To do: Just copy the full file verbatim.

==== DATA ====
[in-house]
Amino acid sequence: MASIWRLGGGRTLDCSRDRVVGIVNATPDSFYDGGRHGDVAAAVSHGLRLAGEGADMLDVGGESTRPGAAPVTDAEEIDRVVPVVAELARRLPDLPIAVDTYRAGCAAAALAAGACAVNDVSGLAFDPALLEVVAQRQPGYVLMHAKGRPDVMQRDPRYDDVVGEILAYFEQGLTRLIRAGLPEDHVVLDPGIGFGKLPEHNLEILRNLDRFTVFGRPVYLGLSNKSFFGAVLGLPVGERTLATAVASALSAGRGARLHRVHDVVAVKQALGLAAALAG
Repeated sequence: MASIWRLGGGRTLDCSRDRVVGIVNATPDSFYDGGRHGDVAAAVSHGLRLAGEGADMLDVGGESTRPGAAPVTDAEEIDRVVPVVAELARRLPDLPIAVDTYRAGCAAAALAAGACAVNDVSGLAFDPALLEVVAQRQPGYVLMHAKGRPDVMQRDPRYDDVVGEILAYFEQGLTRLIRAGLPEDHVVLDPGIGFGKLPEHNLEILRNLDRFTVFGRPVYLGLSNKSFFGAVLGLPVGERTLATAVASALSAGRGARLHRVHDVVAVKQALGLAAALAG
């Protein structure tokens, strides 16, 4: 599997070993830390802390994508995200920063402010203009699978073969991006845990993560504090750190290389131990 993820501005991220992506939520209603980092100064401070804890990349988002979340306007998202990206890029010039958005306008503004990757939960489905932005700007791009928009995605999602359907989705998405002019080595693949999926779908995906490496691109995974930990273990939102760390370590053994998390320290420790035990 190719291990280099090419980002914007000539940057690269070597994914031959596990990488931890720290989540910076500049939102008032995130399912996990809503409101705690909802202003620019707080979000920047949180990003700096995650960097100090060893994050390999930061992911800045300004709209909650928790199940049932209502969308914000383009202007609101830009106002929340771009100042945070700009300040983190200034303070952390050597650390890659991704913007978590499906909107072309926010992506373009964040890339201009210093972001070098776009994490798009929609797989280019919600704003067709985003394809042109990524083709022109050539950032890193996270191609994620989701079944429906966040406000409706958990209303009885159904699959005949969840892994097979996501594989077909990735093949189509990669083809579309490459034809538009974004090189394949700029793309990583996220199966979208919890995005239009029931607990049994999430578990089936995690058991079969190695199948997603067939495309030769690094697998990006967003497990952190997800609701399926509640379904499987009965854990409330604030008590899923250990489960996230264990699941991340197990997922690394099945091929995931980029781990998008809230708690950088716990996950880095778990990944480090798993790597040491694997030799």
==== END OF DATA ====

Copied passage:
[in-house]
Amino acid sequence: MASIWRLGGGRTLDCSRDRVVGIVNATPDSFYDGGRHGDVAAAVSHGLRLAGEGADMLDVGGESTRPGAAPVTDAEEIDRVVPVVAELARRLPDLPIAVDTYRAGCAAAALAAGACAVNDVSGLAFDPALLEVVAQRQPGYVLMHAKGRPDVMQRDPRYDDVVGEILAYFEQGLTRLIRAGLPEDHVVLDPGIGFGKLPEHNLEILRNLDRFTVFGRPVYLGLSNKSFFGAVLGLPVGERTLATAVASALSAGRGARLHRVHDVVAVKQALGLAAALAG
Repeated sequence: MASIWRLGGGRTLDCSRDRVVGIVNATPDSFYDGGRHGDVAAAVSHGLRLAGEGADMLDVGGESTRPGAAPVTDAEEIDRVVPVVAELARRLPDLPIAVDTYRAGCAAAALAAGACAVNDVSGLAFDPALLEVVAQRQPGYVLMHAKGRPDVMQRDPRYDDVVGEILAYFEQGLTRLIRAGLPEDHVVLDPGIGFGKLPEHNLEILRNLDRFTVFGRPVYLGLSNKSFFGAVLGLPVGERTLATAVASALSAGRGARLHRVHDVVAVKQALGLAAALAG
């Protein structure tokens, strides 16, 4: 599997070993830390802390994508995200920063402010203009699978073969991006845990993560504090750190290389131990 993820501005991220992506939520209603980092100064401070804890990349988002979340306007998202990206890029010039958005306008503004990757939960489905932005700007791009928009995605999602359907989705998405002019080595693949999926779908995906490496691109995974930990273990939102760390370590053994998390320290420790035990 190719291990280099090419980002914007000539940057690269070597994914031959596990990488931890720290989540910076500049939102008032995130399912996990809503409101705690909802202003620019707080979000920047949180990003700096995650960097100090060893994050390999930061992911800045300004709209909650928790199940049932209502969308914000383009202007609101830009106002929340771009100042945070700009300040983190200034303070952390050597650390890659991704913007978590499906909107072309926010992506373009964040890339201009210093972001070098776009994490798009929609797989280019919600704003067709985003394809042109990524083709022109050539950032890193996270191609994620989701079944429906966040406000409706958990209303009885159904699959005949969840892994097979996501594989077909990735093949189509990669083809579309490459034809538009974004090189394949700029793309990583996220199966979208919890995005239009029931607990049994999430578990089936995690058991079969190695199948997603067939495309030769690094697998990006967003497990952190997800609701399926509640379904499987009965854990409330604030008590899923250990489960996230264990699941991340197990997922690394099945091929995931980029781990998008809230708690950088716990996950880095778990990944480090798993790597040491694997030799």